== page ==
I’m not certain what the demographics of Israel were in 1948, but now it’s 74.3% Jewish — the opposite of a small minority. Have the other people “consented” to such domination? Not exactly. The country is rife with strife and violent attacks such as suicide bombings occur with some level of regularity. As for the idea that Israel would not respect a separation between religion and state, there’s some merit there: just look at this 2018 law declaring that only Jewish people have a right to self-determination.

Third — There is the practical objection against the huddling together in a confined territory of enormous numbers of the Jewish people. As every one [sic] knows, Palestine is small; it could never support the millions of Jews who live in countries where Jewish persecution is a matter of common occurrence. That huddling together has had a baneful effect in Russia, Rumania [sic], Galicia, and Poland. The result would be a continuance of these disadvantages in the proposed new home.

Israel does in fact support million of Jews — about 6.6 million of them to be exact. And Israel only has the world’s #31 highest population density.

Fourth — The greatest danger to the Jews in all those countries where they are on an entire equality with every other class of citizens is that, with the establishment of a separate Jewish State, they would be looked upon as aliens where today they are respected citizens. They would frequently be told to go to their own country, Palestine, by those agitators and fanatics who have a hatred of the Jew in their hearts.

With the exception of maybe a few extremists, this prediction has not been borne out.

So with a century of hindsight, Rep. Kahn’s arguments probably go 1 for 4.

Perhaps Kahn’s arguments may have had some level of credence at the time, but they didn’t stand up to scrutiny after Adolf Hitler attempted “the final solution” in the Holocaust. Three years the end of World War II, Israel was founded in May 1948.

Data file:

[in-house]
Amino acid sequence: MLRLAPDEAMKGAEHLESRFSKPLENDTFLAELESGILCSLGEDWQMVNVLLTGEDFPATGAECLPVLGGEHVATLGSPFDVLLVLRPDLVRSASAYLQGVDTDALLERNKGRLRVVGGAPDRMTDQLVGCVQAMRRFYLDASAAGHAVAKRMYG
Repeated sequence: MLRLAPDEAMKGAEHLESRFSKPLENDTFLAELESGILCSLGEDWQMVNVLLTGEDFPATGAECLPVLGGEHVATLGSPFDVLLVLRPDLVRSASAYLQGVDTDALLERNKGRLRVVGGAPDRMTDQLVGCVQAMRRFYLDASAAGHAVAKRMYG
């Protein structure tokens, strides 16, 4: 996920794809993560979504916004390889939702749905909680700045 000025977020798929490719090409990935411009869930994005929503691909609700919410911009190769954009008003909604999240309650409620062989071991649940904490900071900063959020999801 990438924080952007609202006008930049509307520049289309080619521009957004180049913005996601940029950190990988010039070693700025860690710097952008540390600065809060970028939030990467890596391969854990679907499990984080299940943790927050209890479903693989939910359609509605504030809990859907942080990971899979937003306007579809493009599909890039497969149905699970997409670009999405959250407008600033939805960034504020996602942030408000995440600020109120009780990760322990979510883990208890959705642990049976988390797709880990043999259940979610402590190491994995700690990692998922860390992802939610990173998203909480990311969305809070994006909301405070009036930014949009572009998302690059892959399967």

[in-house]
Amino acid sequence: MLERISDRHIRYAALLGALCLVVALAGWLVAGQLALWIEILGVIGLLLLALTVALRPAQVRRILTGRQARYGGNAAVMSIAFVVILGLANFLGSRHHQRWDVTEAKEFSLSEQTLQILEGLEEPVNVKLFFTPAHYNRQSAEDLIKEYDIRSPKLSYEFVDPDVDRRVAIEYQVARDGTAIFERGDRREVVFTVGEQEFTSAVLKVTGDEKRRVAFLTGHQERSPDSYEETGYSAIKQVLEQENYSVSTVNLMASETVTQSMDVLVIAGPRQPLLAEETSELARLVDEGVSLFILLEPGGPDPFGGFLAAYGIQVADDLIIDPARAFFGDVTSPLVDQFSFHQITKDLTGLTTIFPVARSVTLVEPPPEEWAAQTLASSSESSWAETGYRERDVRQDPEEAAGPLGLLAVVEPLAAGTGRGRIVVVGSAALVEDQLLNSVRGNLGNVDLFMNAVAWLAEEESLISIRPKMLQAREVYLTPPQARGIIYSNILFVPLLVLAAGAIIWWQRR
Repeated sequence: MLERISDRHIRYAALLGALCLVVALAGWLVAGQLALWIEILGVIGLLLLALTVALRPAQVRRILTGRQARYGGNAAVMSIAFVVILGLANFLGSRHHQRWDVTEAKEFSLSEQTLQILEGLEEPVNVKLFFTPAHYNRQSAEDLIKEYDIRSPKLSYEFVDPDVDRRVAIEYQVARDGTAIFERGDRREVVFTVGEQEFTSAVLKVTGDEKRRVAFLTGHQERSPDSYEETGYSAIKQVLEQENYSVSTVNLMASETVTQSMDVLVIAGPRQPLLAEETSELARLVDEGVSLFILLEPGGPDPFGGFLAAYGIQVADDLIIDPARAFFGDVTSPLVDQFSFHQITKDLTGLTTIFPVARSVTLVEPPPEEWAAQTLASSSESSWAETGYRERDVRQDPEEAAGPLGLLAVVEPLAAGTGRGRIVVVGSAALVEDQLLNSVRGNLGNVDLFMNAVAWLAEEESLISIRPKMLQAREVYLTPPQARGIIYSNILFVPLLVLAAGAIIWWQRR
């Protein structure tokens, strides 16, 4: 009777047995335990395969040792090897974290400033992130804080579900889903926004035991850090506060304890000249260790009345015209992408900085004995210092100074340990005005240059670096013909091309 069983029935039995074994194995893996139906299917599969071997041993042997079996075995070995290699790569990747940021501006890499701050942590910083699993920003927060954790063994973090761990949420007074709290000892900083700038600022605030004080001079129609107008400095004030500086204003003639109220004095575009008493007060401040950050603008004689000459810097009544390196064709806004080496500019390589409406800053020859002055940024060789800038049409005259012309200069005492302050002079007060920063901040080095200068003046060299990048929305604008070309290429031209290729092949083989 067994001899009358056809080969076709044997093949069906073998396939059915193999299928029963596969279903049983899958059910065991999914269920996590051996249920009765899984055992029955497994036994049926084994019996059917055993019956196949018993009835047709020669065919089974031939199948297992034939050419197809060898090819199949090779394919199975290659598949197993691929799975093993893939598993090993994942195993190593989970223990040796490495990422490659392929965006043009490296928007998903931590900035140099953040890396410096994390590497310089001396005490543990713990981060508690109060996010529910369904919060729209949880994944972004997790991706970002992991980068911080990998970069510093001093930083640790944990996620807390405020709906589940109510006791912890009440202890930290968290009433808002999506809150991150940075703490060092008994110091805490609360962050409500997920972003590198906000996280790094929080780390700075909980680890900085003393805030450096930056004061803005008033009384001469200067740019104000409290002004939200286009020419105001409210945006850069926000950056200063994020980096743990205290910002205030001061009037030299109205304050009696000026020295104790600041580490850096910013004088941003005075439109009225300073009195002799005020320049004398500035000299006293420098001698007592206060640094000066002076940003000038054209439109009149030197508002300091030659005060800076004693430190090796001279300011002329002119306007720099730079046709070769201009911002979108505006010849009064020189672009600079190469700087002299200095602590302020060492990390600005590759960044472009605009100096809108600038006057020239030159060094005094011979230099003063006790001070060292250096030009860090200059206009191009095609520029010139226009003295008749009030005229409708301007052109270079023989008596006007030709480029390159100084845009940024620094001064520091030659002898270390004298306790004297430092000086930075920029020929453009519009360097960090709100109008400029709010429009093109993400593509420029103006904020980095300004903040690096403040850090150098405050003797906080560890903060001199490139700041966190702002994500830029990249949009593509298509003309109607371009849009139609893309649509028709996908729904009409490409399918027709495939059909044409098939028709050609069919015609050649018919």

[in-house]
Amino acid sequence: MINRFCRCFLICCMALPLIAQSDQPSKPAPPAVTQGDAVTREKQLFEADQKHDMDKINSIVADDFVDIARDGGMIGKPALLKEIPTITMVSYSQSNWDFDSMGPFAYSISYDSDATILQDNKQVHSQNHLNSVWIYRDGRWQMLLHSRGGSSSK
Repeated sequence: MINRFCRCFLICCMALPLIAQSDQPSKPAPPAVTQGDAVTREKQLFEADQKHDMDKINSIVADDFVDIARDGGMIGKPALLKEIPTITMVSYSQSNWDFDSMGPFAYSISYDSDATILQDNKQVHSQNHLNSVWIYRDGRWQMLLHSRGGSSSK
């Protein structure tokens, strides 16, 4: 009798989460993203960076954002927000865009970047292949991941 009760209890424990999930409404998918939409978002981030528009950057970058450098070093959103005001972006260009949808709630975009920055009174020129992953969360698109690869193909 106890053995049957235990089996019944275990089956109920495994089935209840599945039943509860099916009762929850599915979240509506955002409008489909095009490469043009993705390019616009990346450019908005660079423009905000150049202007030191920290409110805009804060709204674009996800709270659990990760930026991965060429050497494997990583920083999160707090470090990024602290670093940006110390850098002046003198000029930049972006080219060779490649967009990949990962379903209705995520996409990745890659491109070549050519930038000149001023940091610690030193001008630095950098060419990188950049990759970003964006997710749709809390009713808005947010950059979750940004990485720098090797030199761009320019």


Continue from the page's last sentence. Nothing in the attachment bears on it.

A 2018 Gallup poll found American support for Israel at 74%, tying the previous high recorded in 1991. However, a YouGov poll found that the support level is highly polarized: 65% of Trump voters see Israel as an ally, compared to 29% of Clinton voters.

Americans' Sympathies Continue to Be More With the Israelis Than With the Palestinians

And if Julius Kahn couldn’t support Zionism, surely he could at least support Zion Williamson:

Why Most American Jews Do Not Favor Zionism: Their Allegiance to This Country Is the First Reason, and They Object to a Union of Church and State in Palestine or Elsewhere (PDF)

Published: Sunday, February 16, 1919

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Written by Jesse

February 16th, 2019 at 11:27 am

Posted in Debate,Politics

Veteran as Job Hunter

An anonymous Canadian soldier penned this reflection about the difficult transition from life in the trenches of World War I back to the civilian working world.

In January 2019 the official veteran unemployment rate was 3.7%, lower than the national unemployment rate of 4.0%.

From the February 1919 article, a visceral description of what was then called “shell shock” and is now more commonly called Post-Traumatic Stress Disorder or PTSD:

You got to remember that the way Bill looks at things isn’t like you do. He’s seen so many nasty things occur right in his immediate locality, like his pals getting their heads blown off, that he’s kind of callous, kind of cynical and disillusioned about life. He’s seen human life itself held so cheap that he figures it down to consisting of merely dodging death, with a sing-song or a smoke in between that a shell may end any second. Put him in an office and he’s apt to make fun of filing systems and such like, which don’t get him far with the office manager, who’s been educated to believe filing systems are serious things and don’t understand that Bill used to spend all his time in the trenches.